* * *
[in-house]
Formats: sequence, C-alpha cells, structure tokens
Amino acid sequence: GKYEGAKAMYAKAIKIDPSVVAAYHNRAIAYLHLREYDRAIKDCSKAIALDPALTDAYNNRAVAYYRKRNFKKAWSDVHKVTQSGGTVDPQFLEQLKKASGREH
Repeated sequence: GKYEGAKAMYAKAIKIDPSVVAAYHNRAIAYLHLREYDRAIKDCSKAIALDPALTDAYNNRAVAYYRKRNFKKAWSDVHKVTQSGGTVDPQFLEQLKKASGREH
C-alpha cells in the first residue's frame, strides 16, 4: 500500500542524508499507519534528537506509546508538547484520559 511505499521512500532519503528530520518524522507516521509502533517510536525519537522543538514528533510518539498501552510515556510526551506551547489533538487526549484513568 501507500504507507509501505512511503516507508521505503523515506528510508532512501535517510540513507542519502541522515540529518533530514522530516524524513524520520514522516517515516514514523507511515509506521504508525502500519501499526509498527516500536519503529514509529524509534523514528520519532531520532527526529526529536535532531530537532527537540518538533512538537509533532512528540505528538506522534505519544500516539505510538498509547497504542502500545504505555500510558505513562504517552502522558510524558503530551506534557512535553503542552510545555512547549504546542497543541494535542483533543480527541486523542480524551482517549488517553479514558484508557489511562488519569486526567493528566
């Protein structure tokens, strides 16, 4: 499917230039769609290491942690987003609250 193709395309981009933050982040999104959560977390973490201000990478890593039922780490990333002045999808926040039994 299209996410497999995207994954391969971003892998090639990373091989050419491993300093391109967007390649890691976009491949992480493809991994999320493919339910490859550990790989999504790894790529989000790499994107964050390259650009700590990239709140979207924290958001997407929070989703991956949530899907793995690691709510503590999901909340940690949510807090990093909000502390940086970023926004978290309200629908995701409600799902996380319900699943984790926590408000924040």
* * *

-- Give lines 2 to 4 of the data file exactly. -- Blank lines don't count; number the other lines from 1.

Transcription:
Formats: sequence, C-alpha cells, structure tokens
Amino acid sequence: GKYEGAKAMYAKAIKIDPSVVAAYHNRAIAYLHLREYDRAIKDCSKAIALDPALTDAYNNRAVAYYRKRNFKKAWSDVHKVTQSGGTVDPQFLEQLKKASGREH
Repeated sequence: GKYEGAKAMYAKAIKIDPSVVAAYHNRAIAYLHLREYDRAIKDCSKAIALDPALTDAYNNRAVAYYRKRNFKKAWSDVHKVTQSGGTVDPQFLEQLKKASGREH